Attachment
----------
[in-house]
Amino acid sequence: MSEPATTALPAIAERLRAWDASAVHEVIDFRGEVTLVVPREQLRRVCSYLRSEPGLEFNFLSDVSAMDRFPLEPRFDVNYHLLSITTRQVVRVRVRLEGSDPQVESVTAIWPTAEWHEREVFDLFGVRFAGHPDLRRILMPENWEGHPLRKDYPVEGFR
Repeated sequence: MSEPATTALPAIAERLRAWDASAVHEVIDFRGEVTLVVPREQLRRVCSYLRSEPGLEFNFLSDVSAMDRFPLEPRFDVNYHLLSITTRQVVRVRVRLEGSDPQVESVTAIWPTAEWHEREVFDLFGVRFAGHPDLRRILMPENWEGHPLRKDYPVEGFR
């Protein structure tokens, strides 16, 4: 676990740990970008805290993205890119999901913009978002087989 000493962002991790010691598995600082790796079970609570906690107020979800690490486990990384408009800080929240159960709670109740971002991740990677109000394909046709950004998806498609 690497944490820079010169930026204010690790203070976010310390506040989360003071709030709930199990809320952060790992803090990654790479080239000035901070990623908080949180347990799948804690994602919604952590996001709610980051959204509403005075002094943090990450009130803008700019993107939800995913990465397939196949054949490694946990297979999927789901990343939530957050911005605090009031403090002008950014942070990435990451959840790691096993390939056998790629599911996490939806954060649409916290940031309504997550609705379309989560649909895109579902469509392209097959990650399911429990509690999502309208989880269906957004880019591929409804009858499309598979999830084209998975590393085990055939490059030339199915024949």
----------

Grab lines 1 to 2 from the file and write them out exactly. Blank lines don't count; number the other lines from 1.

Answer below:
[in-house]
Amino acid sequence: MSEPATTALPAIAERLRAWDASAVHEVIDFRGEVTLVVPREQLRRVCSYLRSEPGLEFNFLSDVSAMDRFPLEPRFDVNYHLLSITTRQVVRVRVRLEGSDPQVESVTAIWPTAEWHEREVFDLFGVRFAGHPDLRRILMPENWEGHPLRKDYPVEGFR